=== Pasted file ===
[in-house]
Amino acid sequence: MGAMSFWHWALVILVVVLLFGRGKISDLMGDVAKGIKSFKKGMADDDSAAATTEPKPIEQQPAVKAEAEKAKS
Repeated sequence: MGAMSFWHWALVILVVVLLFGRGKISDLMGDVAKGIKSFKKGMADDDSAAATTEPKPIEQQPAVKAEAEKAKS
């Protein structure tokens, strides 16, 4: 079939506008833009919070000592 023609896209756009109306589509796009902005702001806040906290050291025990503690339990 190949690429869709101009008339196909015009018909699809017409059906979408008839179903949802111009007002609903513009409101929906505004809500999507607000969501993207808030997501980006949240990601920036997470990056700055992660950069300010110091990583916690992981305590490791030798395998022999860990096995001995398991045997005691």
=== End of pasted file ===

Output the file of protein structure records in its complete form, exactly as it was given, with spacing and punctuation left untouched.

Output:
[in-house]
Amino acid sequence: MGAMSFWHWALVILVVVLLFGRGKISDLMGDVAKGIKSFKKGMADDDSAAATTEPKPIEQQPAVKAEAEKAKS
Repeated sequence: MGAMSFWHWALVILVVVLLFGRGKISDLMGDVAKGIKSFKKGMADDDSAAATTEPKPIEQQPAVKAEAEKAKS
């Protein structure tokens, strides 16, 4: 079939506008833009919070000592 023609896209756009109306589509796009902005702001806040906290050291025990503690339990 190949690429869709101009008339196909015009018909699809017409059906979408008839179903949802111009007002609903513009409101929906505004809500999507607000969501993207808030997501980006949240990601920036997470990056700055992660950069300010110091990583916690992981305590490791030798395998022999860990096995001995398991045997005691």